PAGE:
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Texas State University
Texas State University

Rita Dove

Former Poet Laureate of the United States
Tuesday, March 10, 1998 · Evans Auditorium · 7:30 p.m.

Pulitzer Prize-winning poet Rita Dove was appointed poet laureate of the United States and consultant in poetry at the Library of Congress in 1993. She was the youngest person and the first African American poet to receive the highest honor in American letters. She held the position for two years.

Born in Akron, Ohio in 1952, she graduated summa cum laude with a degree in English in 1973 from the Miami University of Ohio. She studied for a year on a Fulbright scholarship at Universität Tübingen in Germany before joining the University of Iowa Writers Workshop, where she earned her master of fine arts degree in 1977. In 1976 she met her husband, German writer Fred Biebahn, who was a Fulbright Fellow there that year.

She published her first poetry collection, The Yellow House on the Corner, in 1980, and it was followed by Museum in 1983 and Thomas and Buelah in 1986. It was the latter publication, a collection of loosely interrelated poems based on her grandparents' lives, that earned her the 1987 Pulitzer Prize, making her only the second African-American poet (after Gwendolyn Brooks in 1950) to receive this honor.

In 1993, Dove was named one of the ten Outstanding Women of the Year by Glamour magazine, and the NAACP honored her with its Great American Artist Award. She received the Folger Shakespeare Library's Renaissance Fomm Award for leadership in literary arts and a Golden Plate Award from the American Academy of Achievement in 1994.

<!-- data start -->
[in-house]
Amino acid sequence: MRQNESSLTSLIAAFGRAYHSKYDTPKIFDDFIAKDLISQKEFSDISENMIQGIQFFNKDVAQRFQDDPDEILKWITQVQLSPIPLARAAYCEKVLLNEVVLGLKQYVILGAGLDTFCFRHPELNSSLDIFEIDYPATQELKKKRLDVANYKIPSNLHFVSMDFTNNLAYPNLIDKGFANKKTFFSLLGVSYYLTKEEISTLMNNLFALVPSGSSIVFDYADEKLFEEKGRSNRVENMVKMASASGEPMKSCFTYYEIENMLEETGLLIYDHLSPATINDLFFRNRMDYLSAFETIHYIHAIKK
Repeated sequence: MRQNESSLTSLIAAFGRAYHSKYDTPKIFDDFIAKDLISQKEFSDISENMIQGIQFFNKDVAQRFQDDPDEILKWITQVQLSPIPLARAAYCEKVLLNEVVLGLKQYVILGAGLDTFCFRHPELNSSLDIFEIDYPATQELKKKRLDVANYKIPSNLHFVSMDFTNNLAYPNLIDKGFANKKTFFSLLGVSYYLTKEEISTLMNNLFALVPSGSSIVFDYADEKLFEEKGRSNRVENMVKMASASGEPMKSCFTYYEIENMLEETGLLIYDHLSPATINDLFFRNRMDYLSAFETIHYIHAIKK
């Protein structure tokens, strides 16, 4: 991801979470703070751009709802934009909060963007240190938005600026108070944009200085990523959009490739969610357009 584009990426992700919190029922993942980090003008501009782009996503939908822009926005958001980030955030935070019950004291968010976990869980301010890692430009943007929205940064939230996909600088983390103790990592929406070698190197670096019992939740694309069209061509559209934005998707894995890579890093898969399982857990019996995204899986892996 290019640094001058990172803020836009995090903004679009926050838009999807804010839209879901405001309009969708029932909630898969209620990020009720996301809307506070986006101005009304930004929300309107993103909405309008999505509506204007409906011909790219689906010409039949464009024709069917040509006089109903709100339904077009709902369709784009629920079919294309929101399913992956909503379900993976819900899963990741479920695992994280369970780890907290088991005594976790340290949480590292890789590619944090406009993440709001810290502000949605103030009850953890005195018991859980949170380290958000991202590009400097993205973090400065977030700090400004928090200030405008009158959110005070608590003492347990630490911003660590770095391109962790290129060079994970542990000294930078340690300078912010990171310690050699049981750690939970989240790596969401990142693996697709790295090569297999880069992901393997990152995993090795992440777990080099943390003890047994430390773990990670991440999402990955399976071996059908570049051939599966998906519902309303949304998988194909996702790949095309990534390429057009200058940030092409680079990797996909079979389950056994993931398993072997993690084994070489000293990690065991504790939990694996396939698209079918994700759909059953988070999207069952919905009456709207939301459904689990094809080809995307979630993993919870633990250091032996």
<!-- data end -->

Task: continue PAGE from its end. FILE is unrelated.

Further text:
She received the 1996 Heinz Award in the Arts and Humanities, one of the largest individual achievement prizes in the world, and a 1996 Charles Frankel Prize, the U.S. government's highest honor for writers and scholars in the humanities.

Dove taught creative writing at Arizona State University from 1981 to 1989 and became the Commonwealth Professor of English at the University of Virginia.

—Adapted from the original event program distributed at Rita Dove's LBJ Distinguished Lecture

“It’s like all things, I think, important to one, they begin almost by accident and they begin very small. When I was a child, the thing I liked to do most of all was escape what I was supposed to do. That’s I think one of the laws of childhood: to escape what you’re supposed to do. The moments I remember most are the moments I snatched from, times I was supposed to be doing chores, or reading.”

“People will ask me what is a suitable subject for a poem. And I’ve never known how to answer that question because I think the whole world is a suitable subject for a poem. I can never predict when a poem is going to strike, when I’m going to be forced to sit down and write it out and what will interest me.”